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Beijing’s mass testing for the new coronavirus will soon enter a “fast track” as the city’s testing capacity expands, a senior municipal health official said on Tuesday, following a sudden return of COVID-19 nearly two weeks ago.The city of more than 20 million residents reported its first case in the latest outbreak on June 11. The infections were linked to the sprawling Xinfadi wholesale food center in the southwest of Beijing, which had until then reported no new cases for nearly two months.In the 12 days since, 249 people have been infected in the worst outbreak in Beijing since the novel coronavirus was identified at a seafood market in the central Chinese city of Wuhan late last year. Beijing can now administer more than 300,000 nucleic acid tests per day compared with 40,000 in March, Zhang Hua, deputy director at the Beijing Municipal Health Commission, told reporters.Beijing took samples from 2.95 million people between June 12 and June 22, Zhang said.”The strategy of Beijing’s nucleic acid screening is mainly based on the level of risk and on severity,” Zhang said, when asked if everyone in Beijing would be tested.Testing will be done in batches and according to the profile of individuals, he said.”We’ll give priority to testing high-risk groups in Xinfadi and other markets involved in the outbreak as well as surrounding communities,” Zhang said.”On this basis, we’ve tested workers in restaurants, supermarkets, marketplaces, as well as residents in high-risk neighborhoods. Food delivery workers and parcel couriers have also undergone large-scale testing.” Topics :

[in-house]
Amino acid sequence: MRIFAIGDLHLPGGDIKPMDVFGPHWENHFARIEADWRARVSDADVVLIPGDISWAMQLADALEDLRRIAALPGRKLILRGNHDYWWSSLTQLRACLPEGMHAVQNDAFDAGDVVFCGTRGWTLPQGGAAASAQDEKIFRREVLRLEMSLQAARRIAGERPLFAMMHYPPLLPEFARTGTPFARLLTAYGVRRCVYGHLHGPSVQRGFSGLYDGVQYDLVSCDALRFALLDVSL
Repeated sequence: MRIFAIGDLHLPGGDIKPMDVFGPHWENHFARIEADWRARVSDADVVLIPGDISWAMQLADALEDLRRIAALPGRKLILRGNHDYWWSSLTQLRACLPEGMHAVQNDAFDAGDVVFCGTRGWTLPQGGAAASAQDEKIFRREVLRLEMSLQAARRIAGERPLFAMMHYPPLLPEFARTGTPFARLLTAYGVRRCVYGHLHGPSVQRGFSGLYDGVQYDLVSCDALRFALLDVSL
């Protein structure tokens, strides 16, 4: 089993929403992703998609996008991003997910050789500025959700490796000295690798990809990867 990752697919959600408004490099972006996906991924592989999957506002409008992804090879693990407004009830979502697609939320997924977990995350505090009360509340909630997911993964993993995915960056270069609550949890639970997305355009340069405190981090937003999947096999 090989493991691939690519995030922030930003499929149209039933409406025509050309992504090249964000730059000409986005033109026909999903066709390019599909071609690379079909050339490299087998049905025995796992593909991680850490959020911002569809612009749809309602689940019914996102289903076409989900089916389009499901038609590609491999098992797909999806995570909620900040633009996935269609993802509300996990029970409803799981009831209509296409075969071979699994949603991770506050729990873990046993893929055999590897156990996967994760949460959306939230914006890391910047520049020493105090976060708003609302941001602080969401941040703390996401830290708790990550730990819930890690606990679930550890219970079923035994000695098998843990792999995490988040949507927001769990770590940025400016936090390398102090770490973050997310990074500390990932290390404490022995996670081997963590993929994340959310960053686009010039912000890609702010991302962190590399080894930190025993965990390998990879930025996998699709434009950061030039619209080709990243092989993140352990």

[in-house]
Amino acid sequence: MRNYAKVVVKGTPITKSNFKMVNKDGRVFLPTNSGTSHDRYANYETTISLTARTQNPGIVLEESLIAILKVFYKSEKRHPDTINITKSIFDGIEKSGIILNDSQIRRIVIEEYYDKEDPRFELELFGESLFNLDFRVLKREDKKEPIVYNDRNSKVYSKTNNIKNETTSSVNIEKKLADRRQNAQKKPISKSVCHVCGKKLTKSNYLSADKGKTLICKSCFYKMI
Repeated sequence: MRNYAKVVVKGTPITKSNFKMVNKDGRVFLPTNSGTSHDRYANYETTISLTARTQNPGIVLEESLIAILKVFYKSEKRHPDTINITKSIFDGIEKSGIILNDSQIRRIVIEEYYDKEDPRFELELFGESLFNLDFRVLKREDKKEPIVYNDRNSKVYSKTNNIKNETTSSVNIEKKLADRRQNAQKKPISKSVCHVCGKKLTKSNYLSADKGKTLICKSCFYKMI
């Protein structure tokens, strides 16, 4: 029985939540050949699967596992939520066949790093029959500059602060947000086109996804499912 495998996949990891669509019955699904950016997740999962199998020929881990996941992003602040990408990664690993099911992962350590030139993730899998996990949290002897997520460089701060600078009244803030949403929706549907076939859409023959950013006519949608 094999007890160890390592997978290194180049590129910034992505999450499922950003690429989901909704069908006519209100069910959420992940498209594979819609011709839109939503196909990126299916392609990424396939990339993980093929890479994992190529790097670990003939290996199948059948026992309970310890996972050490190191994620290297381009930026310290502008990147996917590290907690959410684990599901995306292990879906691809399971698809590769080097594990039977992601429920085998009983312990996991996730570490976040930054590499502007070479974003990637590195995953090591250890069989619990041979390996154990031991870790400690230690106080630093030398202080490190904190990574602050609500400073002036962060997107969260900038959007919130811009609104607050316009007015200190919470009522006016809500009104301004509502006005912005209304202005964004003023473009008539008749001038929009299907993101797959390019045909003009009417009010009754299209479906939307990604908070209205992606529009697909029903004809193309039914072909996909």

The sex ratio in Seoul’s population slid by 0.5 percentage point, from 95.3 in June 2019, and by 2.2 percentage points from 97 in June 2015. The figure for June 2020 marked an all-time low.Busan was not far behind with a sex ratio of 96.1, followed by Daegu at 97.5Gwangju ranked fourth-lowest with the ratio of 97.9, followed by North Jeolla Province at 98.8, Sejong at 99.4 and Daejeon at 99.7.In contrast, the remaining 10 of the 17 major population areas in Korea still saw men outnumber women. In this regard Ulsan, a manufacturing-oriented city, topped the list with a sex ratio of 105.7. The female population overtook the male population five years ago in South Korea. The turning point was June 2015, when the gender ratio fell to 99.9 — the first time in history it had dropped below 100 since the nation began compiling relevant data.According to the Ministry of Interior and Safety, women outnumbered men by 131,534 as of June 2020. The sex ratio, or the number of men per 100 women, posted an all-time low of 99.49 last month.Seoul recorded the lowest ratio of males to females, 94.8 per 100 or 4.73 million to 4.98 million. Women in the capital have tended to outnumber men for more than a decade. Topics : The second and third-highest were South Chungcheong Province with 104.1 and North Chungcheong Province with 102.7.Gyeonggi Province, the nation’s most populous area, posted a sex ratio of 101.2 with 6.71 million males and 6.62 million females. Other areas that hovered around the 100 mark included Incheon, Jeju Province, North Gyeongsang Province and South Gyeongsang Province.“The gender ratio showed deviations among the nation’s eight major cities and nine provinces,” a government official said. “The disparities stem from regional characteristics such as urbanization and the presence of farming communities, service industries, military zones and manufacturing towns.”Meanwhile, the recent change in the sex ratio in Korea could be attributable to women’s longer lifespan compared to men. Interior-Safety Ministry data showed that the number of men between 70 and 79 was 1.64 million across the nation as of June 2020, while the figure for women in the corresponding age group tallied 2.01 million.The demographic disparity was even more pronounced for people aged 80 and over: The figures for those in their 80s were 588,000 (men) to 1.09 million (women). For those in their 90s, the gulf was still wider at 54,000 to 188,000 and for centenarians it was 5,133 to 16,001.According to some genetics research across the globe, the probability of male newborns slightly exceeds that of female newborns. While Korea also sees the same probability, the childbirth gap between boys and girls has been narrowing as the preference for sons is drastically waning.The ratio of boys born per 100 female babies exceeded 110 in the 1990s, according to some unofficial statistics.The sex ratio among newborns has been about 105 or under over the past few years.